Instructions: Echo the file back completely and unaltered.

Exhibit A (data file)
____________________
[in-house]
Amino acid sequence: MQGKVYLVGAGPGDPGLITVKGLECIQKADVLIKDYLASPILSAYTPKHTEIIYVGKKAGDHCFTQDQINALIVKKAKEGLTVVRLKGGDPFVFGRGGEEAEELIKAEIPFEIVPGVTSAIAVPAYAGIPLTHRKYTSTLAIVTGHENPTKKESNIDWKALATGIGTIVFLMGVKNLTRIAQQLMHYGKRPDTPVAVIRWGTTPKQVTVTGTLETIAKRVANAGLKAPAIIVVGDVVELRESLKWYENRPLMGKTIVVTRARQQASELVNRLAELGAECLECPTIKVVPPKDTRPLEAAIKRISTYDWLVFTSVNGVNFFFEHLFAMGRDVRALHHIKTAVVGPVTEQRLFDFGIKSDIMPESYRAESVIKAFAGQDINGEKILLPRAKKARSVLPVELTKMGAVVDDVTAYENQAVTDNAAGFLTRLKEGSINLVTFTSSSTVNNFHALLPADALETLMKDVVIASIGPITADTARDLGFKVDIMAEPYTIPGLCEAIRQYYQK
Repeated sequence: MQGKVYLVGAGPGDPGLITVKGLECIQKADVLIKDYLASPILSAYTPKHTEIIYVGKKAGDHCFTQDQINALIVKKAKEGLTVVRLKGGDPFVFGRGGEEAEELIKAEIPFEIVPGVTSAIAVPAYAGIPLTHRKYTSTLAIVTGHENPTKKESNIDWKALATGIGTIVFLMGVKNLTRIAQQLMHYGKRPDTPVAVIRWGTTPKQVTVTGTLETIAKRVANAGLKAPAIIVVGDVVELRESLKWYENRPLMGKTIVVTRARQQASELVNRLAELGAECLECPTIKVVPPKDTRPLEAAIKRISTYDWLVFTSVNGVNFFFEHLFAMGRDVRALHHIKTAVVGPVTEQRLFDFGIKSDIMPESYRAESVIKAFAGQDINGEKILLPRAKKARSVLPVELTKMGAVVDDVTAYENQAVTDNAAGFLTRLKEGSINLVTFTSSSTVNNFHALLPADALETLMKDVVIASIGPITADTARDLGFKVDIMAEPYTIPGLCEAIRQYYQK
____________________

[in-house]
Amino acid sequence: MQGKVYLVGAGPGDPGLITVKGLECIQKADVLIKDYLASPILSAYTPKHTEIIYVGKKAGDHCFTQDQINALIVKKAKEGLTVVRLKGGDPFVFGRGGEEAEELIKAEIPFEIVPGVTSAIAVPAYAGIPLTHRKYTSTLAIVTGHENPTKKESNIDWKALATGIGTIVFLMGVKNLTRIAQQLMHYGKRPDTPVAVIRWGTTPKQVTVTGTLETIAKRVANAGLKAPAIIVVGDVVELRESLKWYENRPLMGKTIVVTRARQQASELVNRLAELGAECLECPTIKVVPPKDTRPLEAAIKRISTYDWLVFTSVNGVNFFFEHLFAMGRDVRALHHIKTAVVGPVTEQRLFDFGIKSDIMPESYRAESVIKAFAGQDINGEKILLPRAKKARSVLPVELTKMGAVVDDVTAYENQAVTDNAAGFLTRLKEGSINLVTFTSSSTVNNFHALLPADALETLMKDVVIASIGPITADTARDLGFKVDIMAEPYTIPGLCEAIRQYYQK
Repeated sequence: MQGKVYLVGAGPGDPGLITVKGLECIQKADVLIKDYLASPILSAYTPKHTEIIYVGKKAGDHCFTQDQINALIVKKAKEGLTVVRLKGGDPFVFGRGGEEAEELIKAEIPFEIVPGVTSAIAVPAYAGIPLTHRKYTSTLAIVTGHENPTKKESNIDWKALATGIGTIVFLMGVKNLTRIAQQLMHYGKRPDTPVAVIRWGTTPKQVTVTGTLETIAKRVANAGLKAPAIIVVGDVVELRESLKWYENRPLMGKTIVVTRARQQASELVNRLAELGAECLECPTIKVVPPKDTRPLEAAIKRISTYDWLVFTSVNGVNFFFEHLFAMGRDVRALHHIKTAVVGPVTEQRLFDFGIKSDIMPESYRAESVIKAFAGQDINGEKILLPRAKKARSVLPVELTKMGAVVDDVTAYENQAVTDNAAGFLTRLKEGSINLVTFTSSSTVNNFHALLPADALETLMKDVVIASIGPITADTARDLGFKVDIMAEPYTIPGLCEAIRQYYQK